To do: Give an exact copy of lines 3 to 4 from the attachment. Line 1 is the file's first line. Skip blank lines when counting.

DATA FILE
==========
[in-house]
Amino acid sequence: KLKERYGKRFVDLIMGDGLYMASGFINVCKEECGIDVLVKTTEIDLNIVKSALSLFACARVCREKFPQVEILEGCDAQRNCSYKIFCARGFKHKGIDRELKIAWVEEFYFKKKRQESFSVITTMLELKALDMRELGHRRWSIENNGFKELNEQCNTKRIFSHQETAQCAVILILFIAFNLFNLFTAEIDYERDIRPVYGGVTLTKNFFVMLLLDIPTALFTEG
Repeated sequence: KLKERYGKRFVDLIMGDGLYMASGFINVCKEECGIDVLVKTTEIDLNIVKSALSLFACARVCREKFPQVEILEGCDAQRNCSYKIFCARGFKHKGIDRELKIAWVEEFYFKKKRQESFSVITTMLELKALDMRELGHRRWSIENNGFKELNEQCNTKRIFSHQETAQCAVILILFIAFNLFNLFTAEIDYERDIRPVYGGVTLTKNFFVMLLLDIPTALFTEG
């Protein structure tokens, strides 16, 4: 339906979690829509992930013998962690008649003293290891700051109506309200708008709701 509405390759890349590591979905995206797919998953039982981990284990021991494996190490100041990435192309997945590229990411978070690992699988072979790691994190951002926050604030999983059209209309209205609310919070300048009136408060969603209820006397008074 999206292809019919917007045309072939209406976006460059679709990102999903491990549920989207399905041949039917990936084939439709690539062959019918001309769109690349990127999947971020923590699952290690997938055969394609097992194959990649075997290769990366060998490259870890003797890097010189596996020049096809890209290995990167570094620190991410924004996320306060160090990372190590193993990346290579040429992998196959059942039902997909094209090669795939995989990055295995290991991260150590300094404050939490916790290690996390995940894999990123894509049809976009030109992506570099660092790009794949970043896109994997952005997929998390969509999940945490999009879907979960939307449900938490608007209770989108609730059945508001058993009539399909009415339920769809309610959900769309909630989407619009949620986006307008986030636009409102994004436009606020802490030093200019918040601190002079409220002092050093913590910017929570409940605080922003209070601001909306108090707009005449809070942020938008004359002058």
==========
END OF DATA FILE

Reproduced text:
Repeated sequence: KLKERYGKRFVDLIMGDGLYMASGFINVCKEECGIDVLVKTTEIDLNIVKSALSLFACARVCREKFPQVEILEGCDAQRNCSYKIFCARGFKHKGIDRELKIAWVEEFYFKKKRQESFSVITTMLELKALDMRELGHRRWSIENNGFKELNEQCNTKRIFSHQETAQCAVILILFIAFNLFNLFTAEIDYERDIRPVYGGVTLTKNFFVMLLLDIPTALFTEG
């Protein structure tokens, strides 16, 4: 339906979690829509992930013998962690008649003293290891700051109506309200708008709701 509405390759890349590591979905995206797919998953039982981990284990021991494996190490100041990435192309997945590229990411978070690992699988072979790691994190951002926050604030999983059209209309209205609310919070300048009136408060969603209820006397008074 999206292809019919917007045309072939209406976006460059679709990102999903491990549920989207399905041949039917990936084939439709690539062959019918001309769109690349990127999947971020923590699952290690997938055969394609097992194959990649075997290769990366060998490259870890003797890097010189596996020049096809890209290995990167570094620190991410924004996320306060160090990372190590193993990346290579040429992998196959059942039902997909094209090669795939995989990055295995290991991260150590300094404050939490916790290690996390995940894999990123894509049809976009030109992506570099660092790009794949970043896109994997952005997929998390969509999940945490999009879907979960939307449900938490608007209770989108609730059945508001058993009539399909009415339920769809309610959900769309909630989407619009949620986006307008986030636009409102994004436009606020802490030093200019918040601190002079409220002092050093913590910017929570409940605080922003209070601001909306108090707009005449809070942020938008004359002058």